Photo credit: Dr Leong Soon Kai
BY LEE KONG WEE
Before the Covid-19 pandemic, most of our seniors were aware that technology could bring about many benefits, including convenience and the ability to connect better with those around us. Yet they did not feel a real need or urgency to learn digital skills beyond using their smartphones to make phone calls, send Whatsapp messages and take photographs. There was no real need to do more when they could interact with people face-to-face and pay cash for their transactions.
At the onset of Circuit Breaker
This has changed since the onset of the Circuit Breaker in April this year. The normal cycles and routines of people have been drastically altered with the prohibtion of large gatherings and strict social distancing measures. Like church communities everywhere, COR members have been using digital means to conduct cell group meetings, prayer meetings and regular church services. Even COR’s Annual General Meeting was held in real-time online.
Many seniors were apprehensive when the modes of communication began to change. A member of our Sunday Worship Service (SWS), aged 64, said “My fear was using Zoom as it was new to me… another fear was that I am slow in getting acquainted with new technology” and Gan Tian Huat, aged 76, shared that he was initially clumsy with the features of Zoom... “but after a few months of struggling, I have overcome the fear of making mistakes and am now confident in using it”.
Not being able to attend church in person, traditional church practices have gone online with members being encouraged to tithe and perform freewill offerings via electronic bank transfers. “When COR first introduced this, I did not try it. Now i use PayNow very often to make fund transfers”, laughed another COR senior.
From feeling overwhelmed to finding it “not so difficult after you are used to it”, as a 57 year old confided, most of our seniors have persevered to learn new digital skills through constant practice and with help from their children and grandchildren. At the time of writing, most have become confident in using Zoom or Microsoft Teams for cell group meetings, prayer meetings and worship services. Some have also learnt to screen share documents, videos and online materials during such meetings.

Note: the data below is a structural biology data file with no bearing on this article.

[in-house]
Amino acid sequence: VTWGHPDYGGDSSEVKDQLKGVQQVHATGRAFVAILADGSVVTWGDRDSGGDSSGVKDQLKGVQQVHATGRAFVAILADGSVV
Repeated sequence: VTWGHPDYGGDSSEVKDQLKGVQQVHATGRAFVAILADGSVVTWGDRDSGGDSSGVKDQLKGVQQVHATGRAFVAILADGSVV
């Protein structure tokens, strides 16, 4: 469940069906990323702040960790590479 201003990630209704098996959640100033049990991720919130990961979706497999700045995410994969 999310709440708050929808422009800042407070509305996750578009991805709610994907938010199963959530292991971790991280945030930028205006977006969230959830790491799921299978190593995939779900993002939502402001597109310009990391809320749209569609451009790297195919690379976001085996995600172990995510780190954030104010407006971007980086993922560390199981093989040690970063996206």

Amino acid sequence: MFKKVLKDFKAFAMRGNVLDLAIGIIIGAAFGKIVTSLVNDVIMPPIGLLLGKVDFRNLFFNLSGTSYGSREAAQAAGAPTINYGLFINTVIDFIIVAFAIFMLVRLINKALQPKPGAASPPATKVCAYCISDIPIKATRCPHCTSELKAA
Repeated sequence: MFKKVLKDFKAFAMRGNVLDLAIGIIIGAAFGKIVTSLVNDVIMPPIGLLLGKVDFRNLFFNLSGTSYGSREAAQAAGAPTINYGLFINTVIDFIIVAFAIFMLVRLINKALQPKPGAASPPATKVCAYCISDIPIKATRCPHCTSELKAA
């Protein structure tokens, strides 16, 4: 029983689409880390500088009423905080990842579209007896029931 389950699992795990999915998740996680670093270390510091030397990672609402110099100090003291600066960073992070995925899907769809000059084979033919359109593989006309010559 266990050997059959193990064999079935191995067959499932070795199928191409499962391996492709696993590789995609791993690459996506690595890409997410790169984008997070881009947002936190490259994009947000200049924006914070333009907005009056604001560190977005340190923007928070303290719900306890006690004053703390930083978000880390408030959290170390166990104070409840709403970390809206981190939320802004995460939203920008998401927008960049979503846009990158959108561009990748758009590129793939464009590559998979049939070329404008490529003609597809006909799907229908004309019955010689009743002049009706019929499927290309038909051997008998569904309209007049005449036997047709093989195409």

“At my age, new things that I learn about computers and mobile phones don’t last long if I do not use them. Now I don’t have problems getting into Zoom meetings,” Tan Kwang Thong, aged 85, proudly stated.
Grace Khoo, aged 65, said “I can communicate with ex-colleagues, family members, cell group members via Zoom and Whatsapp. I also buy things online now.”
With restrictions on public movement and the fear of exposure due to health concerns, many seniors have ventured into the world of online shopping. They have purchased toys for their grandchildren, furniture, electronic equipment and ordered groceries and household items on a regular basis. What a far cry from eight months ago!
Covid-19 has accelerated the adoption of technologies in the lives of Singaporeans. With safe distancing measures likely here to stay, a fully digitalised Singapore can offer seniors opportunities to live life to the fullest. It is admirable and inspiring to observe how our seniors have embraced the move towards this inevitable change and are willing to step out of their comfort zone to learn new skills.
Echoing Alvin Toffler, a futurist, who is credited with saying, “The illiterate of the 21st century will not be those who cannot read and write, but those who cannot learn, unlearn and relearn”, every senior we spoke to agreed that they need to catch up with the use of technology or they will not be able to keep pace with the progress of the nation.
The apostle Paul exhorts us, “Brethren, I do not consider that I have made it my own; but one thing I do, forgetting what lies behind and straining forward to what lies ahead, I press on towards the goal for the prize of the upward call of God in Christ Jesus” (Phil 3: 13,14).
Despite being in the silver generation, we can continue to serve the Lord in great measure as we press forward in our digital journeys.
Lee Kong Wee, who is 64, finds his smartphone to be an indispensable part of his life. He frequently uses it for messaging, emails, Facebook, mobile banking, online shopping and even to survey the stock market. Occasionally, he uses it to watch childrens’ videos with his 3-year-old grandson.